9. Hili Archeological Park
Basically a public park where residents of Al Ain gather on weekends to relax, play and picnic, Hili Archeological Park is actually a Bronze Age site, and the largest one in the UAE at that. It may be a little strange to visit such significant archaeological remains in these modern surroundings, but if you’re interested in history and archeology it’s well worth a visit. Make sure you stop off at Al Ain National Museum first to learn the details of the excavations – tombs, remains of an Iron Age village, a falaj irrigation system from the Iron Age and a mud brick tower dating as far back as 3000BC are all visible.
Entrance to the park is free.
10. Visit the Souks
If you want a more traditional shopping experience than you might find in Dubai or Abu Dhabi, Al Ain is the place to go. Souk Al Bawadi and Souk Al Qaws are outdoor souks, with the first being the place to go for souvenirs. The Central / Old or Al Ain Souk (all names the one market goes by) has produce, spices, meats, seafood, produce and just about anything you might ever need for your camel. Souk Al Zafrana is the place to visit for fruits and veggies along with textiles and traditional clothing.
11. Souk Al Qattara
An historic souk that has been renovated and restored to include an arts centre, Souk Al Qattara is the place to go to see traditional and cultural events such as the ‘stick dance’ or, as it should be known, Ayala dancing. There’s also a traditional handicrafts market where you can see many local crafters in action and try some fresh Middle Eastern delicacies.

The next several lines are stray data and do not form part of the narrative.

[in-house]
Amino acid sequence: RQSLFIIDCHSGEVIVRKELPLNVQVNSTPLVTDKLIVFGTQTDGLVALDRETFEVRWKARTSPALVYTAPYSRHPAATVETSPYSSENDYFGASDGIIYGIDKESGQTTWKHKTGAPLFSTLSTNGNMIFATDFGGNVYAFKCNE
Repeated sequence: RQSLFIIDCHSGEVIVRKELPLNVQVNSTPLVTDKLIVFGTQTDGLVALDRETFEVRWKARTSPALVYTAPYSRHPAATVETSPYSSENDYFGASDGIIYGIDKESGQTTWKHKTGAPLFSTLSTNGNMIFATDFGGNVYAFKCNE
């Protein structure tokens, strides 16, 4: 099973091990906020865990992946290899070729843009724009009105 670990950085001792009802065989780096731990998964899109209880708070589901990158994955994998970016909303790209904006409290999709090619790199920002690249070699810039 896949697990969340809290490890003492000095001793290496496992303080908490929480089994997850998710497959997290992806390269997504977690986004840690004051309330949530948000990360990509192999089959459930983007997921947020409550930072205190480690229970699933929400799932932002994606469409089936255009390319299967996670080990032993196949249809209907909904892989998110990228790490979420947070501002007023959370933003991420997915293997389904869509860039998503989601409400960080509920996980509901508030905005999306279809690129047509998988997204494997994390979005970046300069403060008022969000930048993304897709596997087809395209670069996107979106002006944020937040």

Free to enter, open from October to May.
12. Jebel Hafeet
No trip to Al Ain is compete without a trip up Jebel Hafeet, which at 1240 metres, is the UAE’s second highest peak. The arid land creates a stark but beautiful outlook and the road up the mountain has also been cited by those in the know as ‘among the world’s best driving roads’ – the more adventurous might also enjoy walking, running or cycling the 12km road.
And that’s it for now, though there’s still plenty more to explore in Al Ain yet..!
Do you have a favourite or one that I’ve not included on this list? I’d love to hear your thoughts.
Green Mubazzarah is worth a visit as well, you can even camp or have a barbecue there, although it can get quite lively and noisy at night !
Yes, I’ve heard great things about it – it’s on my list for next time, sounds like a lot of fun!
Just a small correction, Jebel Jais is the highest peak in UAE and not Jebel Hafeet.
Well spotted, just testing 😉 ! Indeed you are correct and Jebel Hafeet is commonly, but mistakenly referred to as the highest! I have updated the post to show Jebel Hafeet is actually the second highest (after Jebel Jais).